By RK Ranjan Singh
Sustainable Development Planning:
It is well known that any kind of development planning or establishment of industries, which is based on local resources of Manipur cannot compete with the techniques and production patterns of MNCs. Subsequently the products of Manipur may not be able to get proper markets. Development activities today are influenced by liberalization, privatization and globalization and information technology. Therefore, considering the current trend, the only viable development approach in Manipur may be of an endemic nature and of an ethnic character. Prevailing geographic locations and the corresponding natural resources and cultural reflections of the people of Manipur may favour plant-based drug and pharmaceutical industry and tissue culture products. In this, the community may apply its indigenous knowledge system with the intervention of modern science and technological approaches. In order to achieve the main goal of sustainable development, the state needs to establish biotechnological institutes so that the people may be empowered for exploring the bio-resources.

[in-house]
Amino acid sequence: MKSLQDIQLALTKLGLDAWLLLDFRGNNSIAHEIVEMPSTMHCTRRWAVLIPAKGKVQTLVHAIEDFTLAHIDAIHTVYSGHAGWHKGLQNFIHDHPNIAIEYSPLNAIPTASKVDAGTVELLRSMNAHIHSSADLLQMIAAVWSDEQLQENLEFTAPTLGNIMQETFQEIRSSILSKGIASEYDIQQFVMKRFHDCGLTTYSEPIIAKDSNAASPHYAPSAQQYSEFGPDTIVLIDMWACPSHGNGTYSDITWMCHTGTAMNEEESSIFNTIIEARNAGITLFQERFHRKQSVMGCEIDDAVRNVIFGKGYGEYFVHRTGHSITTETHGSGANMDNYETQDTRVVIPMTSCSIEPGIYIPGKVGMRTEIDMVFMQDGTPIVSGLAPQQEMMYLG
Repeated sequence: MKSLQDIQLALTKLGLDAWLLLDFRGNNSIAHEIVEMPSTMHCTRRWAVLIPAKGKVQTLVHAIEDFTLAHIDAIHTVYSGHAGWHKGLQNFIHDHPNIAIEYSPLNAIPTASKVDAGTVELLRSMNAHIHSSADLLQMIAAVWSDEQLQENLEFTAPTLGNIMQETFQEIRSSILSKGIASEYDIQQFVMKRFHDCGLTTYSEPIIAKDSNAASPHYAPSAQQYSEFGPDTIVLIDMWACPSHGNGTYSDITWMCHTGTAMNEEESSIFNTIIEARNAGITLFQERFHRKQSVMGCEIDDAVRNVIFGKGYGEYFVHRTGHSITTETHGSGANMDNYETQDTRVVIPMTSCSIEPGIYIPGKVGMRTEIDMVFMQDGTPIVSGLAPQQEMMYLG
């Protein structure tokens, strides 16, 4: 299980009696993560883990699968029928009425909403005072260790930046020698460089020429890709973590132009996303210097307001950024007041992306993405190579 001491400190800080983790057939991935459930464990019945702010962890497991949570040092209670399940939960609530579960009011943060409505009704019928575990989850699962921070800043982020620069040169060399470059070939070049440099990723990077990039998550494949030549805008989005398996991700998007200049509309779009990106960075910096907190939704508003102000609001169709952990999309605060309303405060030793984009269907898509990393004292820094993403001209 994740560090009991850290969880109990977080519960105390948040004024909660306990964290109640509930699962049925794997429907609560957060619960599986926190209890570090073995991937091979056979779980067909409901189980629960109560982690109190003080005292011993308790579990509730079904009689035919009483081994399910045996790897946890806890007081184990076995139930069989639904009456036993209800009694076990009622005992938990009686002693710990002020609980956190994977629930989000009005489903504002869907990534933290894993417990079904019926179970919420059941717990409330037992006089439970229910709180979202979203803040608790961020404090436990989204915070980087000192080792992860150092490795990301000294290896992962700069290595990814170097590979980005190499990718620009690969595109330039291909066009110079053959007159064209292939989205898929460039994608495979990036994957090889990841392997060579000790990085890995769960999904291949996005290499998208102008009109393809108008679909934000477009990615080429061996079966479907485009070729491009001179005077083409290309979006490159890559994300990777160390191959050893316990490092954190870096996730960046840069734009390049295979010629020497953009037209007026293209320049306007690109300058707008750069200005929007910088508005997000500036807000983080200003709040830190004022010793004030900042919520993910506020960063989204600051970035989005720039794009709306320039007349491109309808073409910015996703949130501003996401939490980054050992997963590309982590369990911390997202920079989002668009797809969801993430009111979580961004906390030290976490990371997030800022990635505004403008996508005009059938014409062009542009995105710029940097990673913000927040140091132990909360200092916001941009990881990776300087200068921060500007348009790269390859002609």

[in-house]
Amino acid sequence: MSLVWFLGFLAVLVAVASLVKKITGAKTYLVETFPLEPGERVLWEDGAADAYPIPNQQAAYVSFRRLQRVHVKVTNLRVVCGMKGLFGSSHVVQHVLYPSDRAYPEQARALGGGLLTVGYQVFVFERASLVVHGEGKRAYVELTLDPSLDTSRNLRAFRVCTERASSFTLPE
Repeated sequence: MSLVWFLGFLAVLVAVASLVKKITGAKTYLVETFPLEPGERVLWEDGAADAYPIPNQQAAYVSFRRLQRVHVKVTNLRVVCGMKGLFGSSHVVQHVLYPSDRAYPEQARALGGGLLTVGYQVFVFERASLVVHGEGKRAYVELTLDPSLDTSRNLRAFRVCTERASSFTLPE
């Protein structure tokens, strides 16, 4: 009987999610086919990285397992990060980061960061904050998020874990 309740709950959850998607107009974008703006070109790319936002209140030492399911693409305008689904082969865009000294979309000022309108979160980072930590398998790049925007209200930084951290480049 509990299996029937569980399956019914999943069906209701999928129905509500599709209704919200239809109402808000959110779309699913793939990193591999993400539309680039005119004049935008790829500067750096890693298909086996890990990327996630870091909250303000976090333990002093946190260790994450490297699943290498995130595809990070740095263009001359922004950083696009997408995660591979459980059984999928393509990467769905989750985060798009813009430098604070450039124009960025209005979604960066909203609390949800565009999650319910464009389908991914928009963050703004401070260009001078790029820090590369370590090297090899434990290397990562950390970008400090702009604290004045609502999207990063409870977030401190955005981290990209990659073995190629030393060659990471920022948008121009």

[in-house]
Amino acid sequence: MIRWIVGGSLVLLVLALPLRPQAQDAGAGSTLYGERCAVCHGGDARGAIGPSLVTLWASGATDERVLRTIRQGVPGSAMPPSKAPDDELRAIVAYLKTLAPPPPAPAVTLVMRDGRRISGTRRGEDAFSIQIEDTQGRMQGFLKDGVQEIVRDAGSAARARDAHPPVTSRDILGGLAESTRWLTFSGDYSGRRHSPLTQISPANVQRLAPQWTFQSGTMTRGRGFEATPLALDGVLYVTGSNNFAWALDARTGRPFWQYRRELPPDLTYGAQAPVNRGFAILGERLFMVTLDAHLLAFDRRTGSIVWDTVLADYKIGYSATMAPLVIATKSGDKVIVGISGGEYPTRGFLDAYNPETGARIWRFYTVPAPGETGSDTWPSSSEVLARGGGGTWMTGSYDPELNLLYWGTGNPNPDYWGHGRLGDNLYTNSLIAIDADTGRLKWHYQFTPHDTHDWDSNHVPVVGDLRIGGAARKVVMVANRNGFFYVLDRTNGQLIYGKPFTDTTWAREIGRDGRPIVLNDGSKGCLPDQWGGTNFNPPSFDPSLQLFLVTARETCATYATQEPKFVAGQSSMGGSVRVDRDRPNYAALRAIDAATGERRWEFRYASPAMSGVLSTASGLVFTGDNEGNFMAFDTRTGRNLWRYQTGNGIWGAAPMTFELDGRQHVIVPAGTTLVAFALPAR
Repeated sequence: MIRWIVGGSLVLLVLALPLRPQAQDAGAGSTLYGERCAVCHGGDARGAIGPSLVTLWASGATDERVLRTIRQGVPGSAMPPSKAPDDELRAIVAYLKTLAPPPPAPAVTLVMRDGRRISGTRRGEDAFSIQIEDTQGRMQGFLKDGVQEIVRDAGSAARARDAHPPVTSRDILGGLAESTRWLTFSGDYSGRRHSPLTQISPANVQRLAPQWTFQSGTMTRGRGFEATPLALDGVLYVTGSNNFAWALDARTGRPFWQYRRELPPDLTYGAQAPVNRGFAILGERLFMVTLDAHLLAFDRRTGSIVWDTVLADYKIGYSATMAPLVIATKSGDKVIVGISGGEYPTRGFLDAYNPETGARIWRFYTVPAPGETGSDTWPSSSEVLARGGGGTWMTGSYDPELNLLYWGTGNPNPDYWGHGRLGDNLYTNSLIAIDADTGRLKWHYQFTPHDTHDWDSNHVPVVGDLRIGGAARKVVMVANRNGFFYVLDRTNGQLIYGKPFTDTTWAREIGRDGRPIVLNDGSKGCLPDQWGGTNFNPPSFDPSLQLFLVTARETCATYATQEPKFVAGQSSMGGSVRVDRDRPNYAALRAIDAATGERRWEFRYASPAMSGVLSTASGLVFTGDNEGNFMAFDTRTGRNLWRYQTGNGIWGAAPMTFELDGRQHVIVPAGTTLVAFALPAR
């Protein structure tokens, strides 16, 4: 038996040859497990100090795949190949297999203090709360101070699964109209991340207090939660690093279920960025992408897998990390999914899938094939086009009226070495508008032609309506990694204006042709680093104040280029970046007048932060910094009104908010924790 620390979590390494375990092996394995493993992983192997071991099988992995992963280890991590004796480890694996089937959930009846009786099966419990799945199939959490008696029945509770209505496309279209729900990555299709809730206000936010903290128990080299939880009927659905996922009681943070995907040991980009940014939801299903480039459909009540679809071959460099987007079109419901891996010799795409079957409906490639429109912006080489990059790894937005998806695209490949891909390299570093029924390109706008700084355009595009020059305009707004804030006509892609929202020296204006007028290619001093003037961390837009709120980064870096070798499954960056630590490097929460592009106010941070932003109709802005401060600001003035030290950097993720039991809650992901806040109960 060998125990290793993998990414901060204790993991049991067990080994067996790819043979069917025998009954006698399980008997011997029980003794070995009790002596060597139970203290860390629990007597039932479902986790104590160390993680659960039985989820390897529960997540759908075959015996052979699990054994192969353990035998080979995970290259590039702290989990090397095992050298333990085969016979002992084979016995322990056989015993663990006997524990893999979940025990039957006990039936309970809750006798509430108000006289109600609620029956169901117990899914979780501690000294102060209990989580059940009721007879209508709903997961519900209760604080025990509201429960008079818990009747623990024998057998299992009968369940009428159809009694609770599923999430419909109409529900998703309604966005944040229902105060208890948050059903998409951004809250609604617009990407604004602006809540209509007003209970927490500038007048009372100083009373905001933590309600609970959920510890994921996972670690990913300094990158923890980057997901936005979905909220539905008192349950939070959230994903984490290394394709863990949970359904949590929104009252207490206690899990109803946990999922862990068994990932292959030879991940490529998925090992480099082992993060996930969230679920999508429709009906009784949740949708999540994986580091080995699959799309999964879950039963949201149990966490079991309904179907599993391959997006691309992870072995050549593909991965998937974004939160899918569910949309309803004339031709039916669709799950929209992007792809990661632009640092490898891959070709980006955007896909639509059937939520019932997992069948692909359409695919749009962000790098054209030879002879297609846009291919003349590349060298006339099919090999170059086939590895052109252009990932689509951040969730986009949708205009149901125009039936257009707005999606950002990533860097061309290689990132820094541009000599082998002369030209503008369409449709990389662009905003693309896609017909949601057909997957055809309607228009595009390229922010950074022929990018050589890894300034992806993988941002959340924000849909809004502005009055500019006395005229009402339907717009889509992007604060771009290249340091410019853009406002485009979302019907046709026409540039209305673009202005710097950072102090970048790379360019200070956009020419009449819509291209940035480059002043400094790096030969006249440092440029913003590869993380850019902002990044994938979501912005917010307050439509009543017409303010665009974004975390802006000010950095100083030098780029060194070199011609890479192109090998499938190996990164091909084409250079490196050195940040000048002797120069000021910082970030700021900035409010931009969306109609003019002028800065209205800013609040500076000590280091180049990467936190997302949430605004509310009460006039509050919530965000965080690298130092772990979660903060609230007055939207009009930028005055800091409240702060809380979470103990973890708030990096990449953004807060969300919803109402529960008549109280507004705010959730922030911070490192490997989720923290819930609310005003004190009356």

Secondly, considering varied topographical features and the corresponding micro-climatic conditions in the state, varieties of scenic resorts are naturally located in almost all places of the state of Manipur. these scenic resorts are the gifts of nature to its people. Hence the people of Manipur should have the capacity to explore the resources of resort heritages for the benefit of the people. In this context, we may consider tourism a one of the most appropriate industries through which multiple facets of Manipur’s economy can boom in a sustainable fashion. It may also be considered as the only industry in which machines and computers cannot replace the activities of human beings. It is the only industry in which all works for livelihood of individuals, different cultures and endemic heritages are all harmoniously held together for upholding the social and cultural values along with the development. Considering the inner value and spirit of humanity, tourism industry is the only means for sustainable development based on its natural resources. The different multiethnic communities in the hills of Manipur and their traditional ways of life, art and crafts, weaving and their monolith culture are of high value in the present trend of resource mobilization. Over and above, there are varieties of natural locations where the nature itself beckons people for eco-tourism. Some of them may be mentioned here like Dzuku vally, Khayang, Sirui peak, Mount Esso, Kharasom Booning, Kailam, Barak Waterfalls, Zeilak Lake, Lokchao, Tharon Cave, Khamkhui Cave, Rani Cave, Loktak Lake and other wetlands. All the river systems have high potential for adventure and water sports activities. However, to activate this development process, the planner needs to undertake a detailed exercise for mapping the compact resource potential and for linking it up with an infrastructural base. Once tourism could cope as an industry, sustainable development could be achieved. Effective and meaningful participation from all sections of the people of